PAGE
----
Google probed for anti-competitive practices in India, could face $5 billion fine

The Competition Commission of India (CCI) has initiated a probe against Google for anti-competitive behaviour which could result in the company facing a $5 billion fine, if found guilty.

CCI received complaints from an advocacy group, CUTS International and an Indian matrimonial website two years ago, that Google has been using its dominant market position to alter search keywords pointing to the website. Under competition regulations, an entity found violating the norms could be slapped with a penalty of up to 10 percent of its three-year annual average turnover. For Google, its annual revenues in the last three years amounts to $49.3 billion which results in a maximum penalty of nearly $5 billion.

Google has settled the anti-trust cases with European and American regulators, however, CCI does not have the provision for settlements and a complaint filed with the Commission cannot be withdrawn.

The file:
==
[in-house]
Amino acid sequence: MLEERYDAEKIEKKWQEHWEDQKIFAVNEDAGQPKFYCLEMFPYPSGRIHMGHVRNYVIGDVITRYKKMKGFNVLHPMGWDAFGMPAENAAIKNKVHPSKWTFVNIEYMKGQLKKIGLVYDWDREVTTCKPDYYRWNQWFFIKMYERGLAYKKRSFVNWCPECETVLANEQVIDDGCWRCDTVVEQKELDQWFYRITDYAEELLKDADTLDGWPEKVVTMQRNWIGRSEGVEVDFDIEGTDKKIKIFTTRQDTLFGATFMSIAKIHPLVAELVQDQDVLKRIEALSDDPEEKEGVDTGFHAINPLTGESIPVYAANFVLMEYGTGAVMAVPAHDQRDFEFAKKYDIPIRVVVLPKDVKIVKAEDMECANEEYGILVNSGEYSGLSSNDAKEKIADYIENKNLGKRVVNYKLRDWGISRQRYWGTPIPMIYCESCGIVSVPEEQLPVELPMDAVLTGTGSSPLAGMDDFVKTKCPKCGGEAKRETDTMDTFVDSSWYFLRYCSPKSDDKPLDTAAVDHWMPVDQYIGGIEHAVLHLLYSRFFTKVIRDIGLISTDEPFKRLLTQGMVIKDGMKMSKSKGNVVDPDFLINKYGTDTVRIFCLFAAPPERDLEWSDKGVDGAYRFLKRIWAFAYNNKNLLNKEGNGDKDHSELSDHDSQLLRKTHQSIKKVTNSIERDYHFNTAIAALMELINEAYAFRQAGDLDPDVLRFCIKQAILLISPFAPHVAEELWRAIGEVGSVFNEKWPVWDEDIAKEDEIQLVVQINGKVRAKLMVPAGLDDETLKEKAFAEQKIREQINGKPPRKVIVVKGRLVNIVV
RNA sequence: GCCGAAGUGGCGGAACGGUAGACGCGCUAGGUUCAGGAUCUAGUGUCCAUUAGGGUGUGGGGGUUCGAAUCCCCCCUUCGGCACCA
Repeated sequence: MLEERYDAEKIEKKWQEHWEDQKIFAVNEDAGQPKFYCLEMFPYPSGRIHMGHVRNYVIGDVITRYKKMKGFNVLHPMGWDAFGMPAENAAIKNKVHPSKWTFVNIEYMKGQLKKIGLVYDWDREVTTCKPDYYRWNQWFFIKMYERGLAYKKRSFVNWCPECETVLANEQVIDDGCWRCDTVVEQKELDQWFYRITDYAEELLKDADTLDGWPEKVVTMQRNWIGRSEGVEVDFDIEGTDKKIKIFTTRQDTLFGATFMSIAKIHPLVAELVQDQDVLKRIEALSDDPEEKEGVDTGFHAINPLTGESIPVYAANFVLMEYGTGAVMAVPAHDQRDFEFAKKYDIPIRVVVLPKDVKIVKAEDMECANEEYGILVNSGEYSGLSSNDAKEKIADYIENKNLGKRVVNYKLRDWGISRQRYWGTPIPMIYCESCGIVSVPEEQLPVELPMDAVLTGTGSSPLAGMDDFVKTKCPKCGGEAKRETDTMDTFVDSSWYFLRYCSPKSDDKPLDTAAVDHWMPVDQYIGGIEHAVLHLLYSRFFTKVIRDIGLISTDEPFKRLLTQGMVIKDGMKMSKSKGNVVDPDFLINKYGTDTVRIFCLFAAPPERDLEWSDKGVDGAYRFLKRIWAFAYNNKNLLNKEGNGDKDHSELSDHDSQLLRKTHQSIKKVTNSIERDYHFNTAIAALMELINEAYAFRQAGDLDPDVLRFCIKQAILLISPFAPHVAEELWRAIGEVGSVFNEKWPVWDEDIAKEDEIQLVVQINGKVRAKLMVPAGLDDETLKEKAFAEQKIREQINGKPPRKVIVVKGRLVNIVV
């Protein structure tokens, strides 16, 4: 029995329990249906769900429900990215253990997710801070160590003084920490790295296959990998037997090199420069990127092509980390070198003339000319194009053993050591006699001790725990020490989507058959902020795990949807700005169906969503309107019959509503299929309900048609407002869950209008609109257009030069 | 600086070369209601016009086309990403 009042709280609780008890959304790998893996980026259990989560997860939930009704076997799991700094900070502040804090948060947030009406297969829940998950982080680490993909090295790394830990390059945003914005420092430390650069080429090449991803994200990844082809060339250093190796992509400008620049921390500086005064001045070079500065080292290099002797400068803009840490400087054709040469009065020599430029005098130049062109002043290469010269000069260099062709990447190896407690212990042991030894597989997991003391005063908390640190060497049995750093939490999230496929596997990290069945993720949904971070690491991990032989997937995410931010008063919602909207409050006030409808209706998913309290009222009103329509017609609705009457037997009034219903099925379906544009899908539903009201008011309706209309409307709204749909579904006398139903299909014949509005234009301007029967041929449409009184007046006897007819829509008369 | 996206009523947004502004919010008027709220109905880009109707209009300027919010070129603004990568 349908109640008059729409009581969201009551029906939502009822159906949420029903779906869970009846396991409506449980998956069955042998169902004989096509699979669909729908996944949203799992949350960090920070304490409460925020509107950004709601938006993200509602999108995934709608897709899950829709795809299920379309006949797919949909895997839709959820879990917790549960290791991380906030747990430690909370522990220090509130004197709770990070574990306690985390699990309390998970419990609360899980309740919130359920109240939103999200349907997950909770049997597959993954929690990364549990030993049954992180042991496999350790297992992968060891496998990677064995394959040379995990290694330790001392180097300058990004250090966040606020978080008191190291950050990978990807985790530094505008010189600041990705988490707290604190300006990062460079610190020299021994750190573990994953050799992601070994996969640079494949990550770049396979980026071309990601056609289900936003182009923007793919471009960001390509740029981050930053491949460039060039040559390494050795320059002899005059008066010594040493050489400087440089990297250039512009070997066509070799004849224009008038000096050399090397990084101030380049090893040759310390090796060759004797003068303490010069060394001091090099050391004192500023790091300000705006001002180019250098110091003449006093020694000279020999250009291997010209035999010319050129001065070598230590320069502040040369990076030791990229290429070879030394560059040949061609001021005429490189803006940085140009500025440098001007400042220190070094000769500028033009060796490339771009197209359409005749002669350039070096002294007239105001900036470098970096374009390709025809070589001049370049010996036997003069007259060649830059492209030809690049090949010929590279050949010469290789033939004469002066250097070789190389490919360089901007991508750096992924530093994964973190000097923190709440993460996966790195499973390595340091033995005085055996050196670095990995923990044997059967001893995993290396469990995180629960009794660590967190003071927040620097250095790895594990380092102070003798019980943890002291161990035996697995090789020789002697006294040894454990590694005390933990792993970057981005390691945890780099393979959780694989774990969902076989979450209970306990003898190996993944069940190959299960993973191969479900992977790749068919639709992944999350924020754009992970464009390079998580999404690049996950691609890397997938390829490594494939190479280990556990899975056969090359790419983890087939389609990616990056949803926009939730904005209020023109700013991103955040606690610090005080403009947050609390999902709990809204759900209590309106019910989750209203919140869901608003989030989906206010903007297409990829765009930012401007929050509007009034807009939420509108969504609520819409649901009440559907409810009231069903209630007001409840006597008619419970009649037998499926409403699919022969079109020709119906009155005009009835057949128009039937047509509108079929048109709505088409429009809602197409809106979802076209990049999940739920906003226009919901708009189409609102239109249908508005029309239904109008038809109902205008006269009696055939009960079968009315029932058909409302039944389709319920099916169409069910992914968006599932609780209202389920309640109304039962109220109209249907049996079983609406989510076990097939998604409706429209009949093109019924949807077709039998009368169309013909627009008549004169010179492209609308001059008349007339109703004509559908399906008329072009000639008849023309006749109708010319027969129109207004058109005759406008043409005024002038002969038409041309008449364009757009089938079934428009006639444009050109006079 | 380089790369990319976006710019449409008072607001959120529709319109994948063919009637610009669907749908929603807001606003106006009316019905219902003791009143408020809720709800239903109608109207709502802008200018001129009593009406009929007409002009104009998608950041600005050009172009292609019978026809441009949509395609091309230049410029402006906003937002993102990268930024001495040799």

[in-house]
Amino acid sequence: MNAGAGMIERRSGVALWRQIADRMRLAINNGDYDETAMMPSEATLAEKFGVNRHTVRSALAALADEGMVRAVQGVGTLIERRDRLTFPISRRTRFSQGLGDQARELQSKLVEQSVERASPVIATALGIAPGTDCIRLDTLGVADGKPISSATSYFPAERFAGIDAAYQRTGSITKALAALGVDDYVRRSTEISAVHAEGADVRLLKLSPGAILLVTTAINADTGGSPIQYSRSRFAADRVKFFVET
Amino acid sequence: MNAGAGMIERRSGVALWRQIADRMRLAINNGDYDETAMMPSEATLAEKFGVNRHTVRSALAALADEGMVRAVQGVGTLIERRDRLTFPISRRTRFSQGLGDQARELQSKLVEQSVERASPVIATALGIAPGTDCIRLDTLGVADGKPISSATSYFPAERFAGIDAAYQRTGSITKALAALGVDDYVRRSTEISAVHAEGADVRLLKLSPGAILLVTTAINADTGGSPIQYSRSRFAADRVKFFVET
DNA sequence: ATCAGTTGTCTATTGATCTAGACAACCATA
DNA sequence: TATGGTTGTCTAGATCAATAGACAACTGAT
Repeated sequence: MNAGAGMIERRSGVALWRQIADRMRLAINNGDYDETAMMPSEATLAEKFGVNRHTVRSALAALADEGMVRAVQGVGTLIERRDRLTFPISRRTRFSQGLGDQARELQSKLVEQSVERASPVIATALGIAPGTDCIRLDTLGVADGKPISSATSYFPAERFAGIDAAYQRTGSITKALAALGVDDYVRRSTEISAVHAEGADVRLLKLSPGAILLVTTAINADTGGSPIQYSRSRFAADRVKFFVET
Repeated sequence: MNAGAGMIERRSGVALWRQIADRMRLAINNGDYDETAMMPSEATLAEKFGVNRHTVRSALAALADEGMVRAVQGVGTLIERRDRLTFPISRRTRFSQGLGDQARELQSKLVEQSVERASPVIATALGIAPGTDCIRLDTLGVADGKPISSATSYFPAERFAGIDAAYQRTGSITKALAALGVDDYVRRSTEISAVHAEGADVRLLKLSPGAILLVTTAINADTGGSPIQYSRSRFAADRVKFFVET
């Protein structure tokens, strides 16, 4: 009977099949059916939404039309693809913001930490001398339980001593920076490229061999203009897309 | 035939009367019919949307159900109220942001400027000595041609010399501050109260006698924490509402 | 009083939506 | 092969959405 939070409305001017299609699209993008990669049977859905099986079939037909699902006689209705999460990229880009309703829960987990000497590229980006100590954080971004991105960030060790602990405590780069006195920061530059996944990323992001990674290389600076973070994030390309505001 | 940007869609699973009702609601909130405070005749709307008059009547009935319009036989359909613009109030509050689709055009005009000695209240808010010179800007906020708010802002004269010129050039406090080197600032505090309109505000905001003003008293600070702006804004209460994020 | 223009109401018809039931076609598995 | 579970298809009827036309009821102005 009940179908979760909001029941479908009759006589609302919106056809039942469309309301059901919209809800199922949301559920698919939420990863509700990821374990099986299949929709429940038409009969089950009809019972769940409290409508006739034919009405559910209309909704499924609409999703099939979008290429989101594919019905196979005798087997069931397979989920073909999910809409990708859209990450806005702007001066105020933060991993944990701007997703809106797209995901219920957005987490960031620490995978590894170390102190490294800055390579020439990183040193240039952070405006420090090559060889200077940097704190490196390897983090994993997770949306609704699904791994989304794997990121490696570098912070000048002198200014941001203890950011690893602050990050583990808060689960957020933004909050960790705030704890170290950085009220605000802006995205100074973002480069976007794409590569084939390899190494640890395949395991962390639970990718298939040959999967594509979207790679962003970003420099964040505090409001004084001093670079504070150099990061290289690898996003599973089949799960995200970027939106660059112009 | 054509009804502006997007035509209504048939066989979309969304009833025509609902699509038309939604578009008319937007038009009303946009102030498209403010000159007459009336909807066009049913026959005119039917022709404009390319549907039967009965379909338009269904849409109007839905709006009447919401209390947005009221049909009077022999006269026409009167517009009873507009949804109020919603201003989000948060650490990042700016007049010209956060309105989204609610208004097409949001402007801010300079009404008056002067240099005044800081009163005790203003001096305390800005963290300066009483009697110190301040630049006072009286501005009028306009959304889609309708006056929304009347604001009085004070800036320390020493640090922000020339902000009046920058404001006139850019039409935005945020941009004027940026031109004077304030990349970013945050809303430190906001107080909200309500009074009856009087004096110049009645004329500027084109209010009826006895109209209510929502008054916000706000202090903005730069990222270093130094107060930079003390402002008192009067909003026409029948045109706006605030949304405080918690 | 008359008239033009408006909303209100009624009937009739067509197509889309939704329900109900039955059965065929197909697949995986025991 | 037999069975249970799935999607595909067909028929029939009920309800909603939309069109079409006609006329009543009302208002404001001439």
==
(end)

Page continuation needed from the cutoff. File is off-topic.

A detailed probe from the Director General has been requested by the CCI, to which the DG is expected to respond soon with a report containing comments from third-parties as well. Google has come under fire for its anti-competitive practices in the EU, many times and has managed to settle the issues, however, legal counsel for the matrimony website, Ferida Satarawala said, "Google's unfair use of trademarks as well as its retaliatory conduct are not specifically addressed in the European settlement and are distinct theories of harm being pursued by the CCI. Therefore, this settlement is unlikely to address CCI's concerns in our case".

Source: Times of India

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